Acing “comment tennis”

I am done with “comment tennis.” What is comment tennis? It’s what happens at the end of a ‘normal’ panel discussion.
The panellists (middle-class white men, mostly) have used up all their time (and more). The panellists haven’t really addressed the question, but rather have given their standard speech (it’s the lazy option).
The chair “throws the floor open for debate.” Oddly, the first hands that go up are attached to men who will give long speeches. The answers that come back will be longer still. The audience will sit there, watching speeches fly back and forth over their heads, like the crowd at a Grand Slam match between Federer and Djokovic. That’s comment tennis.

I am done with seething. I am done with through-the-roof blood pressure (200/115, since you ask). I. Am. So. Done. With. Comment. Tennis.

If you are too, then let’s get something happening (besides not going to the meetings we know are going to be irredeemably crap, the ones run by Trotskyists and other control freaks.)

Who is willing to stand up just as the chair announces “right, we’ve plenty of time for questions” and say the first bit and – depending on the mood – one of the three options (“soft”/”spikier”/”spikiest”)?

First Bit


we need three minutes to discuss in small groups what the panellists have just said. If you don’t give us those three minutes, well, many of us here can predict what will happen. White men will stick up their hands and ask long “questions”. Longer answers will be given by the panellists. People will fall asleep with their eyes open, and leave not having met anyone, not be able to make sense of what they have heard, figure out what they think.

Three minutes – 180 seconds – can turn that around 180 degrees. People who are nervous about whether their question is stupid can get the opinion of other participants, people who want to refine their question can. People can ask for simple points of clarification.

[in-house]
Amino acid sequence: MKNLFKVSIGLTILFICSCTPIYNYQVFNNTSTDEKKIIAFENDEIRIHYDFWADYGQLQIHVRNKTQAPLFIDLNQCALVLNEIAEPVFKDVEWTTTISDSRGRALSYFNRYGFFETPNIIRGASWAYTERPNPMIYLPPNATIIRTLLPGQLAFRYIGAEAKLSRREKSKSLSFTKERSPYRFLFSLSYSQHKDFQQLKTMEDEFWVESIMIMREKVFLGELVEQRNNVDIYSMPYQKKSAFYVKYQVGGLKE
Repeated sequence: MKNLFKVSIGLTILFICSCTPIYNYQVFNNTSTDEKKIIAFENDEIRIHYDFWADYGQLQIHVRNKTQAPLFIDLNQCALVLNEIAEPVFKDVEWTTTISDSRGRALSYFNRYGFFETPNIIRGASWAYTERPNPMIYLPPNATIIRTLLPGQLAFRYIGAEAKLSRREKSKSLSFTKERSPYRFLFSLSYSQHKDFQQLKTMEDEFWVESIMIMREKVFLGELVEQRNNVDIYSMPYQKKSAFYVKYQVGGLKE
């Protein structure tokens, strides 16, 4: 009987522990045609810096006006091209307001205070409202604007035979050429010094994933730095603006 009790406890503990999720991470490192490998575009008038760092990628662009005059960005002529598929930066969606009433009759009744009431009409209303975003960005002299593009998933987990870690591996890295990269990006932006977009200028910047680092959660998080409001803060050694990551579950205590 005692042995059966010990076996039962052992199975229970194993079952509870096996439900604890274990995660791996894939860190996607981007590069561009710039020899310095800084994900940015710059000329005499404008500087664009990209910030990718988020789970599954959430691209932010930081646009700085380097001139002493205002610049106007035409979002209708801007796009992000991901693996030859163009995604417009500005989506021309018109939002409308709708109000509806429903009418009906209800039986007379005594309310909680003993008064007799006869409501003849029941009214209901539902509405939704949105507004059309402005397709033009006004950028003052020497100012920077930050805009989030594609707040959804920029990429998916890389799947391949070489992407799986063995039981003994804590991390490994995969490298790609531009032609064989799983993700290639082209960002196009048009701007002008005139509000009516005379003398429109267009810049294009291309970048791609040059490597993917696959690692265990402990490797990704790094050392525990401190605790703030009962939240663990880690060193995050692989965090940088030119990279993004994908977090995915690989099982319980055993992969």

THEN we can have a truly free discussion, not dominated by the people who came into this room with confidence and expertise.

Option One: Soft
“It’s your choice, chair. You can go for the status quo, or you can go for innovation, and democracy.”

Option Two: Spiky
“It’s not your choice. Put it to the room. If a majority wants three minutes to hone their thoughts, make connections, then great. If not, well, that’s kinda sad.  Stockholm syndrome rules.”

Option Three: Spikiest
“If you don’t do this – if you try to make us listen to a bunch of pale male and stale men play comment tennis – then I and the other people who are standing up now – and others still sat down – are going to go somewhere else and have our own discussion. And it will be more fun, more productive than here. And we will not come back for more punishment, and we will tell all our friends and comrades not to bother coming here, because only the confident white middle-class men are welcomed to speak. Your choice, you unimaginative patriarchal muppet.”


I sent this around to a few people, and one of them emailed me back in part –

Yes, it’s time to get away from the same old same old- (says MCWF). You know I think this is the academic’s idea of interaction anyway, they’re used to lectures where everyone listens, takes notes and leaves.  Allowing questions is very pro-active and novel ( innit).

Besides some people may be a bit slow like me, I always think of a useful question on my way out, because only then do I know what hasn’t been discussed or addressed. And I need to think a lot to formulate a good question. 


About dwighttowers

Below the surface...
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